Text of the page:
A 3-Part Series on the Book Selling Process
As you’ll recall from our last blog post, the third thing that sells a reader on your book is the writing itself—your opening pages!
Assuming you mastered part one and part two, you have the reader exactly where you want them: reading your book.
But what if your opening pages don’t have a strong hook? You could risk a reader moving on, and there goes your sale and a new potential fan.
Here are some quick steps for hooking readers with your opening page.
What to do:
- Be specific/unique to the character
- Give us a reason to care about the protagonist
- Surprise readers
- Set the tone
- Every. Word. Count.
What not to do:
- Don’t describe the weather (it’s cliché)
- Don’t start with a character waking up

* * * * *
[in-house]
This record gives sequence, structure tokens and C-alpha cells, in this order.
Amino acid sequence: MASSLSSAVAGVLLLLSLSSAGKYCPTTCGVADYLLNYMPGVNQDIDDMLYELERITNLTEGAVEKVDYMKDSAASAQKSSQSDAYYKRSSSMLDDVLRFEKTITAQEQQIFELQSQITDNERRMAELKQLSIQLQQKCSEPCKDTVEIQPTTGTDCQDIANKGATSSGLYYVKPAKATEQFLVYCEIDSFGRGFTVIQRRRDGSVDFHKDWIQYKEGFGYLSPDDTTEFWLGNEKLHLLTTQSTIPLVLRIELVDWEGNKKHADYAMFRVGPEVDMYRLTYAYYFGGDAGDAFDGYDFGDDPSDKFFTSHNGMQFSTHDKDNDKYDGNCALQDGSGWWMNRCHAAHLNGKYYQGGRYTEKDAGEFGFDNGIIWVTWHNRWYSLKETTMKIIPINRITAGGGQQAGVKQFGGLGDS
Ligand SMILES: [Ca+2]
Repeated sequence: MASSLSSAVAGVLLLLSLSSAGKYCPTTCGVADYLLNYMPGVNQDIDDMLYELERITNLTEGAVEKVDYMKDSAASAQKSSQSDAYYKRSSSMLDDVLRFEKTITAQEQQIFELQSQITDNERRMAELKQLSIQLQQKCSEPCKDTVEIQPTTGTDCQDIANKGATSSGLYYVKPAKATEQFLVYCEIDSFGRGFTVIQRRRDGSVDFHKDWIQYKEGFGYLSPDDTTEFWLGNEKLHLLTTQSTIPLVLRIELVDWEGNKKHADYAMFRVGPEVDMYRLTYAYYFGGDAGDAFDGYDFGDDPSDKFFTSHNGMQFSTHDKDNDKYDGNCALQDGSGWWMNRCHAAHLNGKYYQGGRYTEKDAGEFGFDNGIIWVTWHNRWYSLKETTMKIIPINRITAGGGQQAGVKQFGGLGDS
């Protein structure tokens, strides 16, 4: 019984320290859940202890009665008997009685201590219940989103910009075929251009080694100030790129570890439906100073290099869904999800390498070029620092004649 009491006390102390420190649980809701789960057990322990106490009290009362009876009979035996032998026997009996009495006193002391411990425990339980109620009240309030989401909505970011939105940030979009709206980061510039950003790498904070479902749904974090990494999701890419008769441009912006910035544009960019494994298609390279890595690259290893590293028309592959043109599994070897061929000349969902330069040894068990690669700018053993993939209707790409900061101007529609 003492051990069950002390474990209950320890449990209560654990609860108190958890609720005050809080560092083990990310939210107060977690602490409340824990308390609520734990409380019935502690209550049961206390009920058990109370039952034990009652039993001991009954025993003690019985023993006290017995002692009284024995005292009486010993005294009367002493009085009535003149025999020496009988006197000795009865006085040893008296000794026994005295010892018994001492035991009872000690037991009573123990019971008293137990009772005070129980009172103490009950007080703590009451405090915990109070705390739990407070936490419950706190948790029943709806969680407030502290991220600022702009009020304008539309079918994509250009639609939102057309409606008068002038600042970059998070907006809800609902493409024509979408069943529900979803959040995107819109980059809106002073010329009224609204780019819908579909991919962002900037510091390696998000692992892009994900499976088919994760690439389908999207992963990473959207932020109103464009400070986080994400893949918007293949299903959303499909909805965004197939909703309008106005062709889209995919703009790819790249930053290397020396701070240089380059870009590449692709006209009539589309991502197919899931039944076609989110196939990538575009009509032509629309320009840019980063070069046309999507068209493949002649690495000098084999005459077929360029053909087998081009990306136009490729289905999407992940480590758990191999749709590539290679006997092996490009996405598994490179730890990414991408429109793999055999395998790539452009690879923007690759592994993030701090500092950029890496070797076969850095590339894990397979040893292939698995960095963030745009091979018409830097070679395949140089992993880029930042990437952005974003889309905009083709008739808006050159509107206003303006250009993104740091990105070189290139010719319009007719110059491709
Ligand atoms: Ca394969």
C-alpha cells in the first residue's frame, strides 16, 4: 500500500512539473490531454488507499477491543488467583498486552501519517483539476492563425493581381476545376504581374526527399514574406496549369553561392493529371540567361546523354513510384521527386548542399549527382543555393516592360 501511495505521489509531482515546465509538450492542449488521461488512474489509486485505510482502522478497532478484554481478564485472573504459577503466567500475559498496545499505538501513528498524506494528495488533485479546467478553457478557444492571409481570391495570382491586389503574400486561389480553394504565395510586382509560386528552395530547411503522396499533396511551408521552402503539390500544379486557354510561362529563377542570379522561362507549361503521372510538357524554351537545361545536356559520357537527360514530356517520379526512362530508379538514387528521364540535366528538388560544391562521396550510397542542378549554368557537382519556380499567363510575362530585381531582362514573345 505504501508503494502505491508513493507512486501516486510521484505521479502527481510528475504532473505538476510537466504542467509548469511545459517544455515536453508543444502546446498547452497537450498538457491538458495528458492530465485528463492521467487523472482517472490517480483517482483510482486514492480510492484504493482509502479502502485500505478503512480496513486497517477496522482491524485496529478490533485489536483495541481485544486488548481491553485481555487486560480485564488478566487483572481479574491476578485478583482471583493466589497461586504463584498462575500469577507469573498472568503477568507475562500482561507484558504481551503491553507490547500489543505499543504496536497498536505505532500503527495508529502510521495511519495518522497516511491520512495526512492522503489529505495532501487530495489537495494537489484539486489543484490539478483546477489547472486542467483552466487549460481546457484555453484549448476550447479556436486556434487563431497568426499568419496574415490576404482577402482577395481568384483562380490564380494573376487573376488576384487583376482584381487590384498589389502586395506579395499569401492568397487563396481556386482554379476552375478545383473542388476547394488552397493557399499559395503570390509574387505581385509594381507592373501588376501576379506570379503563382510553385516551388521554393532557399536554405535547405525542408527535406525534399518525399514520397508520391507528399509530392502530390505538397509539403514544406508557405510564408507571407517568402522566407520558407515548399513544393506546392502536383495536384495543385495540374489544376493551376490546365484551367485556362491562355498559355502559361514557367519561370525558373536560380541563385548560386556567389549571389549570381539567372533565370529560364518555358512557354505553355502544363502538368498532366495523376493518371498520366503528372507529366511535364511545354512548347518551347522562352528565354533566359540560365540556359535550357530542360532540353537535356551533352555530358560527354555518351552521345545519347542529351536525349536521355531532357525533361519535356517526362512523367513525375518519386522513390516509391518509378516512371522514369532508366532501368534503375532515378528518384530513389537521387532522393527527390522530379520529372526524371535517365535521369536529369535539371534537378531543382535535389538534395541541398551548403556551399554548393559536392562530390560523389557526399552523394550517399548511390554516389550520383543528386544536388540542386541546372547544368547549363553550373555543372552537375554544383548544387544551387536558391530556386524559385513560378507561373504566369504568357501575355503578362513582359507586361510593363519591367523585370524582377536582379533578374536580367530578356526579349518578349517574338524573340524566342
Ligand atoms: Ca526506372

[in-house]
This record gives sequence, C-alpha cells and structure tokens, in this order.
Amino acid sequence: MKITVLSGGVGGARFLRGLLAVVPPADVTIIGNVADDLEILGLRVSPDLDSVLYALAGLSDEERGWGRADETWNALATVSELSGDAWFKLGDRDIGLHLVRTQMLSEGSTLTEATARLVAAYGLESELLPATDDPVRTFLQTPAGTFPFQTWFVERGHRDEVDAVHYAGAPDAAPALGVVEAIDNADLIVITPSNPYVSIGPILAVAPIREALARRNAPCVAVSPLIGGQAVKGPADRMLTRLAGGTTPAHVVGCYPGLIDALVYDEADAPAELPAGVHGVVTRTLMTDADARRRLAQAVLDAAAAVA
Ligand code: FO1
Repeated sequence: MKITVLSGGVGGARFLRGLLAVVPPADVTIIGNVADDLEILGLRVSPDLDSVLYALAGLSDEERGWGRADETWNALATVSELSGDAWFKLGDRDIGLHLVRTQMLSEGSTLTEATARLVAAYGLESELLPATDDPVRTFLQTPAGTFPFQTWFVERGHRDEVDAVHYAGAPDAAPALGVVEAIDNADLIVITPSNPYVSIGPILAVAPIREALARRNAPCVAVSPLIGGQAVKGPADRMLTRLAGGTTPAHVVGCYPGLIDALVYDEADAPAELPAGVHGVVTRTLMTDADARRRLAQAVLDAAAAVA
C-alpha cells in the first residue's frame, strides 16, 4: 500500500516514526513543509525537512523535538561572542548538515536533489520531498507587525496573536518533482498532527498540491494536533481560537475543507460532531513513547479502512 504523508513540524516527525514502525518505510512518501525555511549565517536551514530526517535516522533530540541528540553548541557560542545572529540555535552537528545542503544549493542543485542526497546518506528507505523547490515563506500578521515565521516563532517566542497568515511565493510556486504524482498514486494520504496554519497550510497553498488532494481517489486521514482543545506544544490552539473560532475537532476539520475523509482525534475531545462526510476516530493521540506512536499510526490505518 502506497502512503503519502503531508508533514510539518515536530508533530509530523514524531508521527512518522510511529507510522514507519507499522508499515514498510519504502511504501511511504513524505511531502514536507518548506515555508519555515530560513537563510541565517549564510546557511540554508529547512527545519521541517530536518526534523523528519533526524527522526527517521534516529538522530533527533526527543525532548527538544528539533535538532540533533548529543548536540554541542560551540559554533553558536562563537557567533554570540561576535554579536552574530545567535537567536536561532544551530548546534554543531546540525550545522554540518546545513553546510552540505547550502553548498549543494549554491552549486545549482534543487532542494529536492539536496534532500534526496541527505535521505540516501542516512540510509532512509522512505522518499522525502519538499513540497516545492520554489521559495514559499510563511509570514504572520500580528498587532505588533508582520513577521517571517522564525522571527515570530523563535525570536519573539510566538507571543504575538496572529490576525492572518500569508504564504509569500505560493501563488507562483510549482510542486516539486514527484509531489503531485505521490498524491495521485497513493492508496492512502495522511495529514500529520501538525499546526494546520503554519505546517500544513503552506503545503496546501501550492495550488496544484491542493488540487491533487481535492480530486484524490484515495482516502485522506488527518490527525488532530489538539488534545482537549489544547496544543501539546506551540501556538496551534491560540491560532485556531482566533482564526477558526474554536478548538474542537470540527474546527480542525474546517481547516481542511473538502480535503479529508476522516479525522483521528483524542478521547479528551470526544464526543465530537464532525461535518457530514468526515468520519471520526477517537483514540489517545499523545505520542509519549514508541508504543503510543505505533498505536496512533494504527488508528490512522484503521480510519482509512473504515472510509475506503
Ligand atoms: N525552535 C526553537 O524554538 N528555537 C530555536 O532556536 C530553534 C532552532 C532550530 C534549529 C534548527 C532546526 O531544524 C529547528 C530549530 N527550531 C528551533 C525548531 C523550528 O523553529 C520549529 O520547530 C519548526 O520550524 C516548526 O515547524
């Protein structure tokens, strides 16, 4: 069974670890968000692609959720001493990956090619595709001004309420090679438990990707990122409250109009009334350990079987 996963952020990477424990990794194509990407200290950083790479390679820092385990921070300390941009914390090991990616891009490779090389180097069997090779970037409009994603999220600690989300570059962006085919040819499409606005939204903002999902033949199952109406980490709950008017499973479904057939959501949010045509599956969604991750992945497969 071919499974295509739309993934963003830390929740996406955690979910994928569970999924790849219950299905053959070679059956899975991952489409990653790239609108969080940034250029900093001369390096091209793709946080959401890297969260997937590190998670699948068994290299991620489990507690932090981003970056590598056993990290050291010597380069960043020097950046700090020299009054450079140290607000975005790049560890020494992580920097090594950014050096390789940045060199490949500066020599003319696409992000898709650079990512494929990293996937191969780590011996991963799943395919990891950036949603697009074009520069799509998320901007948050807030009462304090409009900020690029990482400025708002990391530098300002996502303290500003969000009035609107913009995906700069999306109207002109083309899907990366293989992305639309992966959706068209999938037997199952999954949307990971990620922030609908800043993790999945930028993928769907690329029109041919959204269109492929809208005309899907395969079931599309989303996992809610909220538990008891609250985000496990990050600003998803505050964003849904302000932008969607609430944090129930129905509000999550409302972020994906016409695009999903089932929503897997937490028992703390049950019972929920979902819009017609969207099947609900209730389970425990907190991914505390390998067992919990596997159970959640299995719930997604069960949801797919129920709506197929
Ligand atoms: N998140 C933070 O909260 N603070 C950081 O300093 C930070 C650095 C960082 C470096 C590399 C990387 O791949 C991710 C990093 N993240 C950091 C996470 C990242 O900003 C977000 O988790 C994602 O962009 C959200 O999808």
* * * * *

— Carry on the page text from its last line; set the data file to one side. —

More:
- Don’t start with dialogue
- Don’t ask general life-pondering questions
Keep in mind: There are exceptions to every rule. To be the exception, you must do something extremely well. For example, some authors have successfully used dialogue to start a scene, and it sets up the entire theme of the book.
Shonda Rhime’s book, Year of Yes is a strong example of using dialogue to her advantage.
Want some more examples?
Here’s a great opener from the well-loved Divergent by Veronica Roth.
This example from It Happened One Wedding by Julie James is FULL of voice.
For more great tips, listen to this informative Reedsy webinar I took part of with some other fantastic editors: How to Refine your Novel’s Blurb and Opening Pages to Capture Readers’ Attention.
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